(This article belongs to the Special Issue Precipitation: Measurement and Modeling)
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Open AccessArticle Characteristics of the Underestimation Error of Annual Maximum Rainfall Depth Due to Coarse Temporal Aggregation
Atmosphere 2018, 9(8), 303; https://doi.org/10.3390/atmos9080303
Received: 5 July 2018 / Revised: 26 July 2018 / Accepted: 30 July 2018 / Published: 2 August 2018
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Abstract
This study analyzed all characteristics of the error committed in evaluating annual maximum rainfall depth, Hd, associated with a given duration, d, when data with coarse temporal aggregation, ta, were used. It is well known that when t
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This study analyzed all characteristics of the error committed in evaluating annual maximum rainfall depth, Hd, associated with a given duration, d, when data with coarse temporal aggregation, ta, were used. It is well known that when ta = 1 min, this error is practically negligible while coarser temporal aggregations can determine underestimation for a single Hd up to 50% and for the average value of sufficiently numerous series of Hd up to 16.67%. By using a mathematical relation between average underestimation error and the ratio ta/d, each Hd value belonging to a specific series could be corrected through deterministic or stochastic approaches. With a deterministic approach, an average correction was identically applied to all Hd values with the same ta and d while, for a stochastic correction, a thorough knowledge of the statistical characteristics of the underestimation error was required. Accordingly, in this work, rainfall data derived from many stations in central Italy were analyzed and it was assessed that single and average errors, which were both assumed as random variables, followed exponential and normal distributions, respectively. Furthermore, the single underestimation error was also found inversely correlated to the corresponding annual maximum rainfall depth. Full article
(This article belongs to the Special Issue Precipitation: Measurement and Modeling)
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Open AccessArticle Lagrangian Cloud Tracking and the Precipitation-Column Humidity Relationship
Atmosphere 2018, 9(8), 289; https://doi.org/10.3390/atmos9080289
Received: 5 June 2018 / Revised: 11 July 2018 / Accepted: 19 July 2018 / Published: 26 July 2018
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Abstract
The tropical, oceanic mean relationship between column relative humidity and precipitation is highly non-linear. Mean precipitation remains weak until it rapidly picks up and grows at high column humidity. To investigate the origin of this relationship, a Lagrangian cloud tracking code, RAMStracks, is
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The tropical, oceanic mean relationship between column relative humidity and precipitation is highly non-linear. Mean precipitation remains weak until it rapidly picks up and grows at high column humidity. To investigate the origin of this relationship, a Lagrangian cloud tracking code, RAMStracks, is developed, which can follow the evolution of clouds. RAMStracks can record the morphological properties of convective clouds, the meteorological environment of clouds, and their effects. RAMStracks is applied to a large-domain radiative convective equilibrium simulation, which produces a complex population of convective clouds. RAMStracks records the lifecycle of 501 clouds through growth, splits, mergers, and decay. The mean evolution of all these clouds is examined. It is shown that the column humidity evolves non-monotonically, but that lower-level and upper-level contributions to total moisture do evolve monotonically. The precipitation efficiency of tropical storms tends to increase with cloud age. This is confirmed using a prototype testing method. The same method reveals that different tracked clouds with similar initial conditions evolve in very different ways. This makes drawing general conclusions from individual storms difficult. Finally, the causality of the precipitation-column humidity relationship is examined. A Granger Causality test, as well as regressions, suggest that moisture and precipitation are causally linked, but that the direction of causality is ambiguous. Much of this link appears to come from the lower-level moisture’s contribution to column humidity. Full article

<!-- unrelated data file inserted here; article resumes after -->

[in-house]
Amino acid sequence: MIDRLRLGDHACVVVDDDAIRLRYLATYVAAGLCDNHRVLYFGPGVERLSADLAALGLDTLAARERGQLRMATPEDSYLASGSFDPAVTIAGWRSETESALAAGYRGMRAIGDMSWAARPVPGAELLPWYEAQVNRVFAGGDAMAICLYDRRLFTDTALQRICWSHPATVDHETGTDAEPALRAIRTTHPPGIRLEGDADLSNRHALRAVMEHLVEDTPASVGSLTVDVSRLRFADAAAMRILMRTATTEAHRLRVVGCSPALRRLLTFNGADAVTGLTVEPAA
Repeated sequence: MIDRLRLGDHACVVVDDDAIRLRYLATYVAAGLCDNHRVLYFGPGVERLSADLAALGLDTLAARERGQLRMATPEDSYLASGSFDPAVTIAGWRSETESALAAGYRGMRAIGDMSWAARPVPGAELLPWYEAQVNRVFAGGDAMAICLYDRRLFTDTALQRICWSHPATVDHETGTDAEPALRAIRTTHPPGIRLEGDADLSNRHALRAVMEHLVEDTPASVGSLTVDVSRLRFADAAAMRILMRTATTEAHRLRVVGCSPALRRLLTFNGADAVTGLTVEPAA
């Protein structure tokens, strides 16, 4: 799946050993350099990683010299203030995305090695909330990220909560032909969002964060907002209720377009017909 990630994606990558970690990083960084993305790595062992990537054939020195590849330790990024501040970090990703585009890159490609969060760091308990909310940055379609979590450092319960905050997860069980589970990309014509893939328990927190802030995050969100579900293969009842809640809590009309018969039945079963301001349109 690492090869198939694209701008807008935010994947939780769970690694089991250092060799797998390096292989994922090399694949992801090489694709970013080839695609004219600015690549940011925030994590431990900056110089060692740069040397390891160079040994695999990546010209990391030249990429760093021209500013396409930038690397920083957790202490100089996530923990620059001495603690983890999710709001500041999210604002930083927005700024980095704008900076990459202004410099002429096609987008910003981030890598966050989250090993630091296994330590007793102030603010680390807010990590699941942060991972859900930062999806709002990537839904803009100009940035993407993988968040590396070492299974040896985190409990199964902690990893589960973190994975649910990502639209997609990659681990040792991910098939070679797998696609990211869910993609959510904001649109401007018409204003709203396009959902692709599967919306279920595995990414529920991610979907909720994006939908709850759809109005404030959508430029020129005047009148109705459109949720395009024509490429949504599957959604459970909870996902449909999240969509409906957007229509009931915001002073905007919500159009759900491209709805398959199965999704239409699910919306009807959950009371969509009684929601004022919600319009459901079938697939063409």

(This article belongs to the Special Issue Precipitation: Measurement and Modeling)
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Open AccessArticle Rainfall Detection and Rainfall Rate Estimation Using Microwave Attenuation
Atmosphere 2018, 9(8), 287; https://doi.org/10.3390/atmos9080287
Received: 8 February 2018 / Revised: 6 July 2018 / Accepted: 20 July 2018 / Published: 24 July 2018
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Abstract
Eight microwave links operating at frequencies ranging from 6 to 8 GHz and with path lengths ranging from 5.7 to 37.4 km traversing the city of Seoul, Korea are used to detect rainfall and estimate path-averaged rainfall rates. Rainfall detection using rain-induced attenuation
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Eight microwave links operating at frequencies ranging from 6 to 8 GHz and with path lengths ranging from 5.7 to 37.4 km traversing the city of Seoul, Korea are used to detect rainfall and estimate path-averaged rainfall rates. Rainfall detection using rain-induced attenuation (dB) was validated by rain detectors installed at automatic weather stations, and the results confirmed that microwave links can be used to detect rainfall with an accuracy ≥80%. The power-law R-k relationships between rain-induced specific attenuation, k (dB km−1), and the rainfall rate, R (mm h−1), were established and cross-validated by estimating the path-averaged rainfall rate. The mean bias of the path-averaged rainfall rate, as compared to the rainfall rate from ground rain gauges, was between −3 and 1 mm h−1. The improved accuracy of rainfall detection led to the improved accuracy of the path-averaged rainfall rate. Hence, it was confirmed that microwave links, used for broadcasting and media communications, can identify rainy or dry periods (rain spells or dry spells) in a way comparable to rain detectors and provide high time-resolution rainfall rates in real time. Full article